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    Entry and Exit Formalities 

    UK leaving the EU: The UK has triggered Article 50 of the Treaty on European Union, which provides a mechanism for the voluntary and unilateral withdrawal of a country from the EU, and is now negotiating the arrangements for its withdrawal from the EU. Until the UK's withdrawal negotiations are complete, in terms of the advice regarding boating abroad on the RYA website, UK residents remain EU residents, the UK remains in the EU for VAT, Customs and Excise purposes and there should be little noticeable difference when sailing between the UK and other EU countries.

    Ensign and Courtesy Flag

    Ensign

    A UK flagged vessel must wear her ensign as required by the Merchant Shipping Act 1995, which includes when entering or leaving a foreign port and on demand. It is recommended that the ensign is worn at all times in daylight, especially when near to or in sight of land or another vessel. The Coastal State may also have legislation which mandates an ensign being worn at other times. 

    Courtesy Flag

    Although a custom rather than a legal requirement, most countries expect a courtesy flag (a small version of the coastal state’s maritime ensign) to be flown by foreign flagged vessels at the senior signalling position, acknowledging that they will respect the Coastal State’s jurisdiction laws and sovereignty.

    The courtesy flag should be hoisted on entering another country’s territorial waters. On a single masted yacht the correct position is as the upper most flag at the starboard crosstrees. If a motor cruiser does not have a dedicated signal halyard, a suitable prominent position should be used as a substitute.

    You may cause offence in some countries if your courtesy flag is tatty, too small or not there at all.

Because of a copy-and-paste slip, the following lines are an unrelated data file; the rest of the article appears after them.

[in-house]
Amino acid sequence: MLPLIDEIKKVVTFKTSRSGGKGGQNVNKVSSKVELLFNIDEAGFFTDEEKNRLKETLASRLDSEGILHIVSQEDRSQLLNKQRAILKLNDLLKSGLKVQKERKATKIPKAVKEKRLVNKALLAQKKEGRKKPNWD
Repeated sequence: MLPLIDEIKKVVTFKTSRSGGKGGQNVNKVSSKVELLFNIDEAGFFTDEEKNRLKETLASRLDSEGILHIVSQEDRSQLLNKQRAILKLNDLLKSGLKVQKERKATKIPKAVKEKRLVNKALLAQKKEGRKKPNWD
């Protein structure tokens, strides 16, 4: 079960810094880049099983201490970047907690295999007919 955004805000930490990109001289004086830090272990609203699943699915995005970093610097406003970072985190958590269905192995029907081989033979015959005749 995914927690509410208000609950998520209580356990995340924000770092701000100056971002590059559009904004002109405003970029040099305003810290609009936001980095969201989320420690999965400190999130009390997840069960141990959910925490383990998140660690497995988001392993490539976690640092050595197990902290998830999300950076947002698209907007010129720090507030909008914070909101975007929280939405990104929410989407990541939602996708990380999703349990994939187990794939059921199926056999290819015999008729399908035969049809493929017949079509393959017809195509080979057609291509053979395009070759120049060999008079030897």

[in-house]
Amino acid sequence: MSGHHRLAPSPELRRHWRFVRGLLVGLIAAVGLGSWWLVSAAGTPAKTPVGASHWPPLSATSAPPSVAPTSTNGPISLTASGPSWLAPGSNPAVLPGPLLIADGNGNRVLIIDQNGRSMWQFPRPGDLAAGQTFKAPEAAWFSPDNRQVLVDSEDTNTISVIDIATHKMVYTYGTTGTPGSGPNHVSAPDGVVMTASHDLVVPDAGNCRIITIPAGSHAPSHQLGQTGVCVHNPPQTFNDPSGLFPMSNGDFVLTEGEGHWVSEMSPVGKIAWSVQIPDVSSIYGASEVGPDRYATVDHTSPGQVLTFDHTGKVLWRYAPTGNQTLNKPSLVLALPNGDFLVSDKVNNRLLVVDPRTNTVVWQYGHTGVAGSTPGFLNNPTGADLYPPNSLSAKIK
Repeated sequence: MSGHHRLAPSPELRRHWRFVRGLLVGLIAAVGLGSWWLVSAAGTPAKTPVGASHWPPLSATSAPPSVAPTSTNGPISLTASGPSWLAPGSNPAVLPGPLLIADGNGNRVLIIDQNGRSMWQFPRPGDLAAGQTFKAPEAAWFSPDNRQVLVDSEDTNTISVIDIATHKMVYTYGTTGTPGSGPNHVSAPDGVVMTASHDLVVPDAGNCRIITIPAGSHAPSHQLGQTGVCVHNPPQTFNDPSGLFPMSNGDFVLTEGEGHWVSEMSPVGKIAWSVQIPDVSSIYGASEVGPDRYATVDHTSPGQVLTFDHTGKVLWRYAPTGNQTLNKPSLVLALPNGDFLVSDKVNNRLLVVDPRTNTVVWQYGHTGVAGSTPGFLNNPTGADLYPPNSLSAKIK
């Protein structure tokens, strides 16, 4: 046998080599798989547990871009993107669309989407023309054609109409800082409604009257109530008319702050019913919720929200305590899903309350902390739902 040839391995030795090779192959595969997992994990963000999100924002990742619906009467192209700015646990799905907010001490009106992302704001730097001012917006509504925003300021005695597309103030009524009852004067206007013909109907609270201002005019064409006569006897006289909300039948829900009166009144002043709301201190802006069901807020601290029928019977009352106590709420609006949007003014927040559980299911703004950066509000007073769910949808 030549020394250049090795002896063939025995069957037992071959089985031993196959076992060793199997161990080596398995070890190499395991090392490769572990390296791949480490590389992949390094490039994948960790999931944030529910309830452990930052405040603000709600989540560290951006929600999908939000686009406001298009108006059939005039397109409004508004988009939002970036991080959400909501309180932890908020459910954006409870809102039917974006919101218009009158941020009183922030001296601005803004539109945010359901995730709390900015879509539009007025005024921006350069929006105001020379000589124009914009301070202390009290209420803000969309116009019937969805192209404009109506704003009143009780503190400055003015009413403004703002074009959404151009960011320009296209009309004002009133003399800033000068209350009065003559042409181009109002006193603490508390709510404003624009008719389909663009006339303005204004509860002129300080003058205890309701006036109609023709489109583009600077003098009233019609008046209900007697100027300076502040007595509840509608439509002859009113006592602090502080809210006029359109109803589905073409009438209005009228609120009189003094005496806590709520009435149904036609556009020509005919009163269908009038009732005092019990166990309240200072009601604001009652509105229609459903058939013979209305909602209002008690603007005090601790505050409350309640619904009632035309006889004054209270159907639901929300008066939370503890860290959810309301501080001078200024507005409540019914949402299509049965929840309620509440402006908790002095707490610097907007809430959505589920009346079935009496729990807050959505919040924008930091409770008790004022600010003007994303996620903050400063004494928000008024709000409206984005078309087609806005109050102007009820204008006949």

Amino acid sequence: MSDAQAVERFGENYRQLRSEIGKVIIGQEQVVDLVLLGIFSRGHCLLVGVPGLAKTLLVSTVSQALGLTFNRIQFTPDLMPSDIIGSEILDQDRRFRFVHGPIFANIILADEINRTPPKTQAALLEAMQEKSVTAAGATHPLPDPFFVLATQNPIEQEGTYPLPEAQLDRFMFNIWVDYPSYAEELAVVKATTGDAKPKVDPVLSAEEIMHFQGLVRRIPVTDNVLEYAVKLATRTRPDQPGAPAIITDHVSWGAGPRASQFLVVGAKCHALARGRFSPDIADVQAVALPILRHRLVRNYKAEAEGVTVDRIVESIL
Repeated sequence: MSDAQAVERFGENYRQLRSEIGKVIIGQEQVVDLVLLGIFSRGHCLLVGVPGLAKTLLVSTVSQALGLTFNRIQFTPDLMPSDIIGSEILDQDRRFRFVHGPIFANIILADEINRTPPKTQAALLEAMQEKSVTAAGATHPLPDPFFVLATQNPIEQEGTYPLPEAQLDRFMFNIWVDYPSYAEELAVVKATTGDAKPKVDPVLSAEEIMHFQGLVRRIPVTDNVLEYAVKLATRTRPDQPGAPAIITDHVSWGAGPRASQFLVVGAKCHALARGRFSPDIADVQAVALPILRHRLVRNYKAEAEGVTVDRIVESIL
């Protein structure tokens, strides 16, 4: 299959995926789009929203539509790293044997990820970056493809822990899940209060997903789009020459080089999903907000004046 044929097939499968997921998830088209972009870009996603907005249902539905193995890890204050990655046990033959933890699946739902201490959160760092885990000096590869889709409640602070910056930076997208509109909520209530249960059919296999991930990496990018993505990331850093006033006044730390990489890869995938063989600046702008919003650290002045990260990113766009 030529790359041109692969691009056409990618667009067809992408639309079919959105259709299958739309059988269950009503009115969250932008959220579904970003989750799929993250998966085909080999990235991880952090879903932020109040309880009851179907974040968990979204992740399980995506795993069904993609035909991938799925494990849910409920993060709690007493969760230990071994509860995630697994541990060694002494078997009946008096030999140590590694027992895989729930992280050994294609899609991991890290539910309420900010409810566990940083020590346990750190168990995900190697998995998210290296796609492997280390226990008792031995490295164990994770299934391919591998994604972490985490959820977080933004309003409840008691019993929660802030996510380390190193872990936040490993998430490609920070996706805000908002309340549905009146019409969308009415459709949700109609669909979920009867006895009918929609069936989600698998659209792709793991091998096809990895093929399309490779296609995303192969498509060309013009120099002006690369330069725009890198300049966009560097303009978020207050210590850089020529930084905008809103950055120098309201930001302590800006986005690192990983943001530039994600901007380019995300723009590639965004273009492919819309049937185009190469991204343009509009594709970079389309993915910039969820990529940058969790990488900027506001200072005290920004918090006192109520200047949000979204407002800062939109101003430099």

In some instances – such as the UK – the maritime ensign is different from the national flag.

    Ports of entry

    Some countries specify ports of entry (ports where one may lawfully enter a country), which should be used by a vessel arriving from abroad. It is often a requirement that you proceed directly to such a port of entry on entering territorial waters. A vessel arriving in a country from outside its customs territory should fly the Q flag until it has been given clearance from the authorities. Even once clearance has been given, some countries may ask to inspect the vessel’s papers periodically, for example at each port of call.

    Sailing your pleasure craft to and from the UK

    Customs Notice 8 explains the Customs requirements for private individuals who sail their pleasure craft to and from the UK. It includes Customs procedures for arriving and departing the UK and details on temporary admission (importation) for pleasure craft registered outside the EU.

    The notice can be downloaded from the gov.uk website or alternatively contact the HMRC National Advice Service on Tel 0300 200 3700 to request a copy by post.

    Departing the UK

    If you are departing the UK and going directly to another EU country, there are no formalities with UK customs.

    If you are departing the UK and going directly to a non-EU country (which includes going to the Channel Islands), you must advise customs of your intentions using form C1331. The address to which the form must be posted can be found on the form.

    RYA members can read further guidance on using form C1331.

    Arriving in the UK

    If you are arriving into the UK directly from another EU country there is no need to fly your Q flag or notify customs of your arrival unless you have goods to declare or non-EU nationals on board.

    If you are arriving into the UK directly from a country outside the EU (which includes arriving from the Channel Islands) you must fly the Q flag from the 12 nautical mile (territorial waters) limit and report to Customs by telephoning the National Yachtline on +44(0)300 123 2012 or 0845 723 1110 (information about call charges can be found on the gov.uk website). Again Notice 8 details the requirements for the completion of form C1331 and the address to which the form must be sent can be found on the form.

    RYA members can read further guidance on using form C1331.

    Customs and Immigration

    Unless you are certain that you do not need permission to enter a country you should fly the Q flag on first entering territorial waters. The crew should normally remain on board the vessel until the skipper has completed the necessary customs and immigration formalities, when the Q flag may be taken down.